Migrant Children in Fang

The most harrowing part of my trip this time was a visit to the homes and nurseries for the children of migrant workers in Fang.

Many families are fleeing from Northern Shan State in Myanmar where there is fighting, both between ethnic groups and the Burmese Army. They are keen to escape because of fears that they will get caught in the crossfire where there are landmines on their land or they are scared that their children might be forcefully recruited into one of the armies.

They are desperate for work and so agree to live and work on orange farms run by the Thai mafia. The minimum wage in Thailand is £8 per day, but they are vulnerable and agree to work for £4 a day. They then pay up to £2 a day in bribes to the local police so that they don't get deported.

They live in tiny shacks in the orange groves, with a whole family of six or seven sharing a room. Most families have no furniture or bedding, so they sleep on rice sacks. There is no electricity, no running water and the floors are mud, so it is difficult to keep clean and washed. There are no mosquito nets, very limited cooking facilities and the main diet is rice and oranges.


The working conditions are inhumane, with the parents working from 4.00am until 7.00pm, and the orange farms use a lot of chemicals. This affects the health of the whole family as they live in amongst the orange groves in chemical-filled air.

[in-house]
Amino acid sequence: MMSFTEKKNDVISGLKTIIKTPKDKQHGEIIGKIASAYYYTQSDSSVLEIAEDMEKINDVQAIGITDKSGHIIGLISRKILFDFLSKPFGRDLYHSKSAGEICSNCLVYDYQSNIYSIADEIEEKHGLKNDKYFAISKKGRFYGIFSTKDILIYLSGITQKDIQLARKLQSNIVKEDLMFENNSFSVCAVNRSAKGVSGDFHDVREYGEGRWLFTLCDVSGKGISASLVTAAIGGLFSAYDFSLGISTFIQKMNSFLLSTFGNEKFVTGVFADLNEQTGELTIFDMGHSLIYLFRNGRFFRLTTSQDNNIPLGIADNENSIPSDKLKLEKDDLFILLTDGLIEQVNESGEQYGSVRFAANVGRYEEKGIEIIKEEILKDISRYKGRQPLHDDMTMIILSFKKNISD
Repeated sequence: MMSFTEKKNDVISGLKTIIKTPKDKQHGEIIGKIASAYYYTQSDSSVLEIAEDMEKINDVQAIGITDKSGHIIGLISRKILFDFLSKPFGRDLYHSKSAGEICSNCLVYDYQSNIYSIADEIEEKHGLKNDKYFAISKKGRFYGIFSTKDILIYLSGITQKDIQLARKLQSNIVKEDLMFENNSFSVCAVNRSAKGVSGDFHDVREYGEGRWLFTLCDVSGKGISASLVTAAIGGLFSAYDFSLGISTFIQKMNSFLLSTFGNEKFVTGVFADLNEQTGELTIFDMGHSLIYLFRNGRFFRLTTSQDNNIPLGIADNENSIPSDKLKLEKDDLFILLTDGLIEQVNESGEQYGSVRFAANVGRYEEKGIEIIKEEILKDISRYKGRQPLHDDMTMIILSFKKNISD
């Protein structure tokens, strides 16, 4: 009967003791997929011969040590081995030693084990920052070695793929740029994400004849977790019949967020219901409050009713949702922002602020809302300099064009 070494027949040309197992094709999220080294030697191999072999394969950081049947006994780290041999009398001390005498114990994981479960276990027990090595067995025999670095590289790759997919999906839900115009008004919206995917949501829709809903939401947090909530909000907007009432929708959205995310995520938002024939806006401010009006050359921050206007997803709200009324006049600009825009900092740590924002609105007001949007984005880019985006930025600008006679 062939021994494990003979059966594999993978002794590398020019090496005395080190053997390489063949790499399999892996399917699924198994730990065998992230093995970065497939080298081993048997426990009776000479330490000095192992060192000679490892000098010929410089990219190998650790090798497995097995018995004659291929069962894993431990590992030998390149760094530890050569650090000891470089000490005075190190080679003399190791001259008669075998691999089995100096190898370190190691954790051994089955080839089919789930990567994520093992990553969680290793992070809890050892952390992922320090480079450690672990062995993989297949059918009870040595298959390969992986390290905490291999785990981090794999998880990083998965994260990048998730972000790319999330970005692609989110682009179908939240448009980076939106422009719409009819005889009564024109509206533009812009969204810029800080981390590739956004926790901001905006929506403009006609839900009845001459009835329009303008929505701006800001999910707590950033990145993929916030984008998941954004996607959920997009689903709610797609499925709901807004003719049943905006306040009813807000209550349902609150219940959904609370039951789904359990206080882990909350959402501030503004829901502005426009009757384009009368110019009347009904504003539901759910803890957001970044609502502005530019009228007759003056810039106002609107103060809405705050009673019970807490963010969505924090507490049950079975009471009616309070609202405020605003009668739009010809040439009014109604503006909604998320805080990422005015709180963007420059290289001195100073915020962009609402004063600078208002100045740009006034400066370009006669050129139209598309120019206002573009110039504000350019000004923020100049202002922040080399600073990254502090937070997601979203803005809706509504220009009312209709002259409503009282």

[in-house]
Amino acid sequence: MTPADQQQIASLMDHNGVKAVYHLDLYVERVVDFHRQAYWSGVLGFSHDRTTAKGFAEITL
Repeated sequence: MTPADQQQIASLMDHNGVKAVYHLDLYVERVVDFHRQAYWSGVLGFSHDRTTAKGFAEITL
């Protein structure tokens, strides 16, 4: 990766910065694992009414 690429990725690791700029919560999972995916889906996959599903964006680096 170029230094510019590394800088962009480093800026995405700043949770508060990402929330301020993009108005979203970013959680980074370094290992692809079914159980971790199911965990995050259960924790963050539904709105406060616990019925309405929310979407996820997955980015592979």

They have no access to doctors, so pregnant women are not medically checked regularly and their babies do not get ID cards. I met a deformed child who had never seen a doctor. He stays at home cared for by a nine year old sibling who does not go to school as a consequence of this.


The families are trapped on the orange farms as there are road blocks on most roads with Thai soldiers checking ID papers. They are effectively slaves.

HART's partner SWAN (Shan Women's Action Network) runs a nursery for the children aged between two and five. They run it in a temple building as the Thai government does not allow buildings to be erected for migrant workers.

There are currently thirty-seven children in the nursery run by Aung and Aing. The first thing they do in the morning is shower all the children and then change and wash their clothes. Their parents do not have the time (or the water!) to do this. They then teach them, play with them and cook them lunch. Most of the children rely on this food as their main source of nourishment for the day. Aung said " They just have rice and oranges at home because the parents can't afford to feed them so they eat huge amounts of food here. We try to give them a well balanced meal."

The funding for this food has just been withdrawn, so HART will work hard to find a donor. Please contact Jo Russell at jorussell111@gmail.com if you would like further information.